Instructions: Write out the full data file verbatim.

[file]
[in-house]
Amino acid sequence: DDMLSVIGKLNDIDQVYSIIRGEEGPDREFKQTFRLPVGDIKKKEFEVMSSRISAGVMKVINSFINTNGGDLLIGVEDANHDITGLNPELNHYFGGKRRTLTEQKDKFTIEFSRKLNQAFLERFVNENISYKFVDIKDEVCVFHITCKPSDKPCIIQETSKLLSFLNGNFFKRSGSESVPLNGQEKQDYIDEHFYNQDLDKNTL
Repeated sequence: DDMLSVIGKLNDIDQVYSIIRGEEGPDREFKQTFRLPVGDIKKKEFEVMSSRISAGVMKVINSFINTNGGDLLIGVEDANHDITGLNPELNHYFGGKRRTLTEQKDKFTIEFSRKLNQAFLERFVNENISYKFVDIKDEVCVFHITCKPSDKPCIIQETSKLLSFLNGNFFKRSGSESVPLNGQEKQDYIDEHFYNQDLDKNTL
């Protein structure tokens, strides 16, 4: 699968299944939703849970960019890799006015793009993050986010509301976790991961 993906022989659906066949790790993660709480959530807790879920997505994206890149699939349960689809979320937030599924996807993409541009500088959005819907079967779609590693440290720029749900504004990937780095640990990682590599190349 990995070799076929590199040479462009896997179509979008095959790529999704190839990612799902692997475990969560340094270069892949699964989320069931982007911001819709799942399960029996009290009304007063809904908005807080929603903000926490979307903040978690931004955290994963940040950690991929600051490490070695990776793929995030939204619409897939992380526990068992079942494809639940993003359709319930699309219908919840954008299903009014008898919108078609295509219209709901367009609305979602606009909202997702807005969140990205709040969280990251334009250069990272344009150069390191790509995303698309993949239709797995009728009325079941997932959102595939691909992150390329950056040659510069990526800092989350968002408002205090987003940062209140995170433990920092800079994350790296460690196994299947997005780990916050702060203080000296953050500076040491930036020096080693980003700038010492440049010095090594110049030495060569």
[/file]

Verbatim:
[in-house]
Amino acid sequence: DDMLSVIGKLNDIDQVYSIIRGEEGPDREFKQTFRLPVGDIKKKEFEVMSSRISAGVMKVINSFINTNGGDLLIGVEDANHDITGLNPELNHYFGGKRRTLTEQKDKFTIEFSRKLNQAFLERFVNENISYKFVDIKDEVCVFHITCKPSDKPCIIQETSKLLSFLNGNFFKRSGSESVPLNGQEKQDYIDEHFYNQDLDKNTL
Repeated sequence: DDMLSVIGKLNDIDQVYSIIRGEEGPDREFKQTFRLPVGDIKKKEFEVMSSRISAGVMKVINSFINTNGGDLLIGVEDANHDITGLNPELNHYFGGKRRTLTEQKDKFTIEFSRKLNQAFLERFVNENISYKFVDIKDEVCVFHITCKPSDKPCIIQETSKLLSFLNGNFFKRSGSESVPLNGQEKQDYIDEHFYNQDLDKNTL
């Protein structure tokens, strides 16, 4: 699968299944939703849970960019890799006015793009993050986010509301976790991961 993906022989659906066949790790993660709480959530807790879920997505994206890149699939349960689809979320937030599924996807993409541009500088959005819907079967779609590693440290720029749900504004990937780095640990990682590599190349 990995070799076929590199040479462009896997179509979008095959790529999704190839990612799902692997475990969560340094270069892949699964989320069931982007911001819709799942399960029996009290009304007063809904908005807080929603903000926490979307903040978690931004955290994963940040950690991929600051490490070695990776793929995030939204619409897939992380526990068992079942494809639940993003359709319930699309219908919840954008299903009014008898919108078609295509219209709901367009609305979602606009909202997702807005969140990205709040969280990251334009250069990272344009150069390191790509995303698309993949239709797995009728009325079941997932959102595939691909992150390329950056040659510069990526800092989350968002408002205090987003940062209140995170433990920092800079994350790296460690196994299947997005780990916050702060203080000296953050500076040491930036020096080693980003700038010492440049010095090594110049030495060569």